This post first appeared on BusinessGreen.
At 11am, on 14 July 2017, eight per cent of UK’s total electricity demand was generated by offshore wind, more than any other country in the world. Proactive policy and industrial innovation have crafted the UK’s success story on offshore wind but another significant part of the story has been the lending from the European Investment Bank (EIB) that has accelerated the sector’s growth. Roughly £2.6 billion has been invested in wind farms and transmission networks since 2012, part of an overall £8 billion investment in energy infrastructure in the UK. As we leave the EU, cheap EIB loans will not flow as easily, raising concerns about the future growth of our renewable energy industry. It is, therefore, critical that we negotiate to be a major shareholder and benefactor of the EIB and the other European investment bodies that support innovation and growth in low carbon technology.
Paris co-operation track
New insight from Green Alliance identifies the risks and recommends the negotiation strategies the UK should adopt to ensure a positive outcome for its energy industry and achieve its climate targets. The core of the recommendation is that we should establish a ‘Paris co-operation track’ with the EU, with negotiations aimed at collectively meeting the goals of the EU’s energy union and the much higher ambition set and ratified under the Paris climate agreement. This would provide a framework for robust collaboration in future on energy and climate.
Six main Brexit challenges for energy and climate policy
Electricity interconnection with Europe provides seven per cent of the UK’s electricity needs and brings down energy costs. By 2021, interconnection is expected to bring additional annual savings of £1 billion on consumer bills. Leaving the EU and the internal energy market raises risks for further interconnection beyond 2021.
Once outside the EU and the EEA, UK foreign dependency on gas will rise to 42 per cent. The UK’s long term energy security is uncertain, because of the potential for additional tariffs on gas interconnectors, volatile geopolitics and operating outside the EU’s gas solidarity mechanism.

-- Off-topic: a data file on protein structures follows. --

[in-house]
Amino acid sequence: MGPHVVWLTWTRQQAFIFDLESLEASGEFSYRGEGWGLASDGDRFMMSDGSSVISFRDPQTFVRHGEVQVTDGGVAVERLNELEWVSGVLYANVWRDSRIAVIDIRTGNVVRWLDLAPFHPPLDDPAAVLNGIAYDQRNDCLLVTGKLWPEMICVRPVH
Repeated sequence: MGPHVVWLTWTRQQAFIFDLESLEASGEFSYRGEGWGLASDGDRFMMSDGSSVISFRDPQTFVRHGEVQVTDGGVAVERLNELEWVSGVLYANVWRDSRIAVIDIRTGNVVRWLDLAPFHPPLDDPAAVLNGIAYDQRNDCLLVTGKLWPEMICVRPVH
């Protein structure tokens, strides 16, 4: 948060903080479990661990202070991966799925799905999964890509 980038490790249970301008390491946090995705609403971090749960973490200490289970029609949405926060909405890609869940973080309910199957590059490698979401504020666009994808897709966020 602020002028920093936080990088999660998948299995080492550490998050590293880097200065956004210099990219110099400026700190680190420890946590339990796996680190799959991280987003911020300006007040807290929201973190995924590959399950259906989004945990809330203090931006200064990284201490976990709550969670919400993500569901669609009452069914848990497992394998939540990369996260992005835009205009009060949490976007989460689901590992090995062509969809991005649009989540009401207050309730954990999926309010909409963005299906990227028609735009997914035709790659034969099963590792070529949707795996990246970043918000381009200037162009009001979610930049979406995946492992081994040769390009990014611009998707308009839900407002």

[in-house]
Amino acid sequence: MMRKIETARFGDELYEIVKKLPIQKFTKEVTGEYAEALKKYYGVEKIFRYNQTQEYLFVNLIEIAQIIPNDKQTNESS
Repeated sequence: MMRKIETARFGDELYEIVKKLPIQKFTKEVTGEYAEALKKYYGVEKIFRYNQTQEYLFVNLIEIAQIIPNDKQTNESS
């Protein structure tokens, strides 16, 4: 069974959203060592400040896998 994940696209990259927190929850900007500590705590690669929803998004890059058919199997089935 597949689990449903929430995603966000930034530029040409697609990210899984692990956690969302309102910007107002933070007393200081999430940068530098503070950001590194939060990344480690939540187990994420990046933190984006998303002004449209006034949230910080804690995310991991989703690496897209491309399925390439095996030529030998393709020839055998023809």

Northern Ireland’s seamless energy integration with the Republic of Ireland could be threatened. If the UK leaves the internal energy market, it disrupts an Irish energy market worth £6 billion.
UK car manufacturers export 80 per cent of their vehicles and over 50 per cent go to EU consumers. Forty per cent of vehicle components purchased by UK are from the EU. Any potential divergence in vehicle and other product standards will place a burden on the UK export market and potentially open us up to inefficient, poor quality goods.
The UK expects to have a new nuclear fleet of roughly 12GW operating by 2030, but the UK’s departure from Euratom raises questions about the feasibility of these projects, with greater implications if the UK also leaves the internal energy market.
Finally, more than half of UK’s carbon budgets are expected to be delivered through EU-derived legislation, so there are questions around effective transposition and future compliance and governance.
Positive negotiating positions
To avoid setbacks and ensure a positive outcome for the UK on climate and energy, we have made a number of recommendations for the negotiations, the main one being that the UK should continue to participate in the EU’s internal energy markets for electricity and gas.
We should also negotiate to retain influence of regulatory bodies, like the Agency for the Co-operation of Energy Regulators and the Energy Transmission System Operators for gas and electricity. This would mean we could still have a role in setting the rules for barrier free electricity and gas trading across borders and potentially bring more than a £1billion of energy system savings to UK consumers after 2021. Other recommendations made, on the EU’s Emissions Trading Scheme, effort sharing regulation, renewable energy targets and energy efficiency, are aligned with the necessary ambition driven by the Paris agreement.
The future role of the European Court of Justice (ECJ) is also a vital consideration. Achieving a positive outcome would be hindered by a hard negotiating position on the ECJ. The UK’s strong stance on the ECJ is a major stumbling block for any agreement, because it is so heavily involved in governing the shared energy and climate rules. An EU-UK Association Agreement, similar to the EU’s one with the Ukraine, would be one way to reconcile existing political stances with the desired outcomes.
UK investment and the opportunity for growth in the low carbon energy sector is at stake from Brexit, not to mention the increasing challenge of how to meet our carbon budgets. The UK has been a champion for action on climate change. If we want to maintain that reputation and ensure a thriving energy industry post-Brexit, we will have to find new channels of co-operation with our progressive counterparts in the EU and the rest of the world.
[Image: Power Lines courtesy of Nick Miller from Flickr Creative Commons]